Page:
2004
Volume 20, Issue 1
  • ISSN: 1384-5845
  • E-ISSN: 2352-1171

Abstract

Abstract

This article investigates ‘syntactic phoenixes’: obsolete or obsolescent constructions that unexpectedly regain currency in language use. Four case studies are investigated to gain insight in the reasons for the revival of these old constructions: (i) transparent free relatives, (ii) the complex preposition-like combination , (iii) accusativus and nominativus cum infinitivo (ACI/NCI) and (iv) bare infinitive with the young modal . In all cases, the (temporary) reversal of the diachronic trends in the internal syntax of these constructions is argued to be driven by an analogical pull by cognate constructions. As such, the phoenixes are in fact illusions: the revival only affects a particular corner of the whole construction, namely where it borders on the neighbouring construction. The diachronic developments underscore the need to take into account the impact of the broad grammatical environment in which syntactic changes take place in grammaticalisation.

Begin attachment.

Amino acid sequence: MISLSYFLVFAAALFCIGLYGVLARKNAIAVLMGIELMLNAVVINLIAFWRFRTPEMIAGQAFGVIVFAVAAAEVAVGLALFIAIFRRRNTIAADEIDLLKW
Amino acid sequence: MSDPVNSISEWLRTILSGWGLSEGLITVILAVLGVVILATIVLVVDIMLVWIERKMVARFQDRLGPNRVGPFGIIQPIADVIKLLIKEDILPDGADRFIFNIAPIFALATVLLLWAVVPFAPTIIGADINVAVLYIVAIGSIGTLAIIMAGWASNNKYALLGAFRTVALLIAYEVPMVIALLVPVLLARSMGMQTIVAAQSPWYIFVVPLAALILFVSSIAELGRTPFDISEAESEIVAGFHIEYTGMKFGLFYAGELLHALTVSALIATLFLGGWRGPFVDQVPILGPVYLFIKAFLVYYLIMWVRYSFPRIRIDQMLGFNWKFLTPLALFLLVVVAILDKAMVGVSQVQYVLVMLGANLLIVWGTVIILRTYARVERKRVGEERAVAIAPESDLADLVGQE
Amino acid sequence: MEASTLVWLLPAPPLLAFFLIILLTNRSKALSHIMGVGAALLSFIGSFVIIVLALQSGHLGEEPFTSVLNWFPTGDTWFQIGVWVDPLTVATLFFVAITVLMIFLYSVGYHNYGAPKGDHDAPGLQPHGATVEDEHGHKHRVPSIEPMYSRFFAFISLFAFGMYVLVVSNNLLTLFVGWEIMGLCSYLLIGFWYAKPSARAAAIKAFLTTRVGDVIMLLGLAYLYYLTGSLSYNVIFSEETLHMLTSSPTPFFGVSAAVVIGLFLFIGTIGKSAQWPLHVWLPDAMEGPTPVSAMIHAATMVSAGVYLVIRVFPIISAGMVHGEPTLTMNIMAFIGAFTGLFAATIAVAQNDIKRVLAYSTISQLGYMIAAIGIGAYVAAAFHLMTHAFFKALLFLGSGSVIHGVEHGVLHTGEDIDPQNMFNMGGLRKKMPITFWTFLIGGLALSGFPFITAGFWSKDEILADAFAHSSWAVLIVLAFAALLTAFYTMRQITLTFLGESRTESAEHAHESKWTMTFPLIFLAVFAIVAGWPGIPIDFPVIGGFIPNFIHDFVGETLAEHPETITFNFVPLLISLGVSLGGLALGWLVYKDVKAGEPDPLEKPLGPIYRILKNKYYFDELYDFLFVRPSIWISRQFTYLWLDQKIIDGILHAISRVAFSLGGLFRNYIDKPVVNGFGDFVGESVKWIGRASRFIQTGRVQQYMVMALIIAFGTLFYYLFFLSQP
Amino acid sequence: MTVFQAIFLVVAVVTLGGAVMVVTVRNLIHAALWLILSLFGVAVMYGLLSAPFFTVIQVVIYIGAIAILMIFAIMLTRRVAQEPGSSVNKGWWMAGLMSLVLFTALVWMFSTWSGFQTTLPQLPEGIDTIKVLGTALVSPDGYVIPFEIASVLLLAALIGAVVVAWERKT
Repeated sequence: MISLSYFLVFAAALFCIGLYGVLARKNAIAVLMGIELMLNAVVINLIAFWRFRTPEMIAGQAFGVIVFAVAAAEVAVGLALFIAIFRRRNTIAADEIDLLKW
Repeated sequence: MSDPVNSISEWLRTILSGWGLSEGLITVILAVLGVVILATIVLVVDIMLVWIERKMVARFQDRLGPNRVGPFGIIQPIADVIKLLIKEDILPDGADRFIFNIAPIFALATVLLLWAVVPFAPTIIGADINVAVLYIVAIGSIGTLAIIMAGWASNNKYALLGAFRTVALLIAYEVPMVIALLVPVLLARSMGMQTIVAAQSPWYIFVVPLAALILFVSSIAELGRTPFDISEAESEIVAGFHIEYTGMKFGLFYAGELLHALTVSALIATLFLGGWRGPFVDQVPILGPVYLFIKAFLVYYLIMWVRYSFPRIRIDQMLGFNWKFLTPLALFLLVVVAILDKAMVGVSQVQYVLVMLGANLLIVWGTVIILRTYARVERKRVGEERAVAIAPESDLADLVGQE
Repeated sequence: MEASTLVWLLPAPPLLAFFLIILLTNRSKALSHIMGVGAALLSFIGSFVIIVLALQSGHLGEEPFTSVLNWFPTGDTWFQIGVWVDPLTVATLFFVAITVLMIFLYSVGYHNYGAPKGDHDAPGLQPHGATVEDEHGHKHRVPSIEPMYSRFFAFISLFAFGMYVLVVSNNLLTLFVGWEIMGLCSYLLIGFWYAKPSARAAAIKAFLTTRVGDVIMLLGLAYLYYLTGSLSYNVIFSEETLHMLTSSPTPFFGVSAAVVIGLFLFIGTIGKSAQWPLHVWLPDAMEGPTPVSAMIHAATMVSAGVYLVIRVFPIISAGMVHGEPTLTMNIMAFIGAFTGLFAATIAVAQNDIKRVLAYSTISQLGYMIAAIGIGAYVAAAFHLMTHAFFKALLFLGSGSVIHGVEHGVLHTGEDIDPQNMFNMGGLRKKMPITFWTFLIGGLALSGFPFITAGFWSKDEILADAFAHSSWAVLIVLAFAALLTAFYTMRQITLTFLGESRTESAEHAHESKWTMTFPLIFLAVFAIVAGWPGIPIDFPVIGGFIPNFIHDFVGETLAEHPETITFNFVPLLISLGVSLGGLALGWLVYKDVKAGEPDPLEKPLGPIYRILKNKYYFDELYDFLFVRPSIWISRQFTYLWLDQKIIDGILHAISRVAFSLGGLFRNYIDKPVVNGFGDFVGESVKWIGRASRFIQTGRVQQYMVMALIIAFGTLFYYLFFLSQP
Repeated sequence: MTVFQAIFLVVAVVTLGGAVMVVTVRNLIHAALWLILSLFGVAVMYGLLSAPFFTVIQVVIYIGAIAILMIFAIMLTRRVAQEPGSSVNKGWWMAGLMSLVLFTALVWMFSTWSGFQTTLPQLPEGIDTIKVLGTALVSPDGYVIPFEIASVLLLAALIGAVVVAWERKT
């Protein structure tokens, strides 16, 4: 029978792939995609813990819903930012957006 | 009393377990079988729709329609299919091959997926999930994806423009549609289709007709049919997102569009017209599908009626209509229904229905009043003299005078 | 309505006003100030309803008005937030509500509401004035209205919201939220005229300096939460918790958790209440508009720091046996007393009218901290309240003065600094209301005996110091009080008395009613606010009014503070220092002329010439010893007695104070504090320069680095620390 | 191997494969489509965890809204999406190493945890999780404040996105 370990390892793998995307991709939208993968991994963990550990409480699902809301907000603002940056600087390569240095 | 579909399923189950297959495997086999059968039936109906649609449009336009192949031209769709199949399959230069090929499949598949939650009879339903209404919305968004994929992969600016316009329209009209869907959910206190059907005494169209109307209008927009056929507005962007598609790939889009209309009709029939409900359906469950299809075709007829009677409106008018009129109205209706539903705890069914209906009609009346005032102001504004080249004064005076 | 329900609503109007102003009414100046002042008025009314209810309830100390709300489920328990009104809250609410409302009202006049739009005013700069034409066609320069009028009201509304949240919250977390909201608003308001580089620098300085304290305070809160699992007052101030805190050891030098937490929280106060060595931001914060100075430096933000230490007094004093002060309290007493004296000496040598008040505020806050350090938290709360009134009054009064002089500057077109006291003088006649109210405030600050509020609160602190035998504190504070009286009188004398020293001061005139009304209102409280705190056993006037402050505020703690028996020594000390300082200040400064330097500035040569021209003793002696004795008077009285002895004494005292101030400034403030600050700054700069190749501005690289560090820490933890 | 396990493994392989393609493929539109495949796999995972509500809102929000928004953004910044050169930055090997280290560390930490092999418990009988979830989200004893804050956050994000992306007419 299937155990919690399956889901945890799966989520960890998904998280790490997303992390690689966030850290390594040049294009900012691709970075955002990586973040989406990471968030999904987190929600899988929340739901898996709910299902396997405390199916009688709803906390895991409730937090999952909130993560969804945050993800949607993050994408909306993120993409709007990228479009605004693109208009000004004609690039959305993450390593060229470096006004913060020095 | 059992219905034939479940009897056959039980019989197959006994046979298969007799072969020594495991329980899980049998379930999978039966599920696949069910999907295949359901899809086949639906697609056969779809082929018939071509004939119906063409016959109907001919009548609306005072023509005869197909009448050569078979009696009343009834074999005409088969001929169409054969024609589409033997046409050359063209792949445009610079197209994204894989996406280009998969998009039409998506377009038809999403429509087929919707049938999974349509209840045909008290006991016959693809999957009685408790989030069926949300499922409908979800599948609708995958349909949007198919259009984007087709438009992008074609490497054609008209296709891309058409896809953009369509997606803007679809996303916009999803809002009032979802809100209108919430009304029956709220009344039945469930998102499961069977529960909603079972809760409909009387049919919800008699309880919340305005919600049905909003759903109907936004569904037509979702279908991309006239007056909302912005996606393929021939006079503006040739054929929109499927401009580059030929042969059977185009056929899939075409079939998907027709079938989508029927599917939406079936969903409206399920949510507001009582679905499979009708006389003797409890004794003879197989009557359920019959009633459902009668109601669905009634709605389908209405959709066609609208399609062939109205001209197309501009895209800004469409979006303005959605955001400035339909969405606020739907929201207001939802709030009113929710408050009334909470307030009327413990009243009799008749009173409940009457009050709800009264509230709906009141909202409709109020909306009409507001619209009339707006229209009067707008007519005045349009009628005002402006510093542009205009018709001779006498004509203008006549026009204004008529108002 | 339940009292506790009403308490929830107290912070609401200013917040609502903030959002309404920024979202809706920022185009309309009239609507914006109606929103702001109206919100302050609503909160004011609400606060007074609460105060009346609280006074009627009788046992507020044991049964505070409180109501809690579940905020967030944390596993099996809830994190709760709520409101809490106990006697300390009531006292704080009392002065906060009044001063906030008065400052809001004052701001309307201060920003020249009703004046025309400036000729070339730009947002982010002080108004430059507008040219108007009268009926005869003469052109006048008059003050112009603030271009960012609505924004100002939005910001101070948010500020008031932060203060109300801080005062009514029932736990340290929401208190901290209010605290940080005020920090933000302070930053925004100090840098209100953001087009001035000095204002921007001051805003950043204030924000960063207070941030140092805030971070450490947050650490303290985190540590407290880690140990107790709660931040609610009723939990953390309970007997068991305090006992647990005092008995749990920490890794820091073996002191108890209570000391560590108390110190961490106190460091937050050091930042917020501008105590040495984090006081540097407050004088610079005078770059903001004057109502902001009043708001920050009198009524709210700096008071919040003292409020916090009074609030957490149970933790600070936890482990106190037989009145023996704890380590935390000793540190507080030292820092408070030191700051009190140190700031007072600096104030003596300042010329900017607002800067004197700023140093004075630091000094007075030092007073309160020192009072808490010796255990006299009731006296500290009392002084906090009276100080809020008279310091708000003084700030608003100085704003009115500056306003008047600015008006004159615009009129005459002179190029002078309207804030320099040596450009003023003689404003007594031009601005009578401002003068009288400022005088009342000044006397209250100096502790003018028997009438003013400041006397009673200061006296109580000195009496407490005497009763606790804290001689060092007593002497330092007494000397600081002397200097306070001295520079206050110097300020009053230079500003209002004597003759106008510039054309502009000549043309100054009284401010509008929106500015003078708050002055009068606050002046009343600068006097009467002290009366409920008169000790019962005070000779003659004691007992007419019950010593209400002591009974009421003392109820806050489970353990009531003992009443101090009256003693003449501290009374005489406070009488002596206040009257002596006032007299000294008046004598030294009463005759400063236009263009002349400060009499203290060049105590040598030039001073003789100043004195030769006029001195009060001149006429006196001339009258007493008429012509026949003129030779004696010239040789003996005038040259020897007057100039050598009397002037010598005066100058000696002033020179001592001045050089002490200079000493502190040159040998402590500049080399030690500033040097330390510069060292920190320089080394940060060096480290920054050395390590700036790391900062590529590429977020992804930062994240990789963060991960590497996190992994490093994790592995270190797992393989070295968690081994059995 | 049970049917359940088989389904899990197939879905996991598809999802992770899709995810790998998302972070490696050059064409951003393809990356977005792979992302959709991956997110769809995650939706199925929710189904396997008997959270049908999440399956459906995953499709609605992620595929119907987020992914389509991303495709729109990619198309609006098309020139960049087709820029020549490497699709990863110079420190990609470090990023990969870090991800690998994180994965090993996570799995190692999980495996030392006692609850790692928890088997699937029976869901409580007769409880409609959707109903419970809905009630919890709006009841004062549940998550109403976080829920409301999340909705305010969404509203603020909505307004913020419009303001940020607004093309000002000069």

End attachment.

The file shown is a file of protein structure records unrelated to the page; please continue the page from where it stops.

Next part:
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/content/journals/10.5117/NEDTAA2015.1.VELD
2015-01-01
2021-10-24
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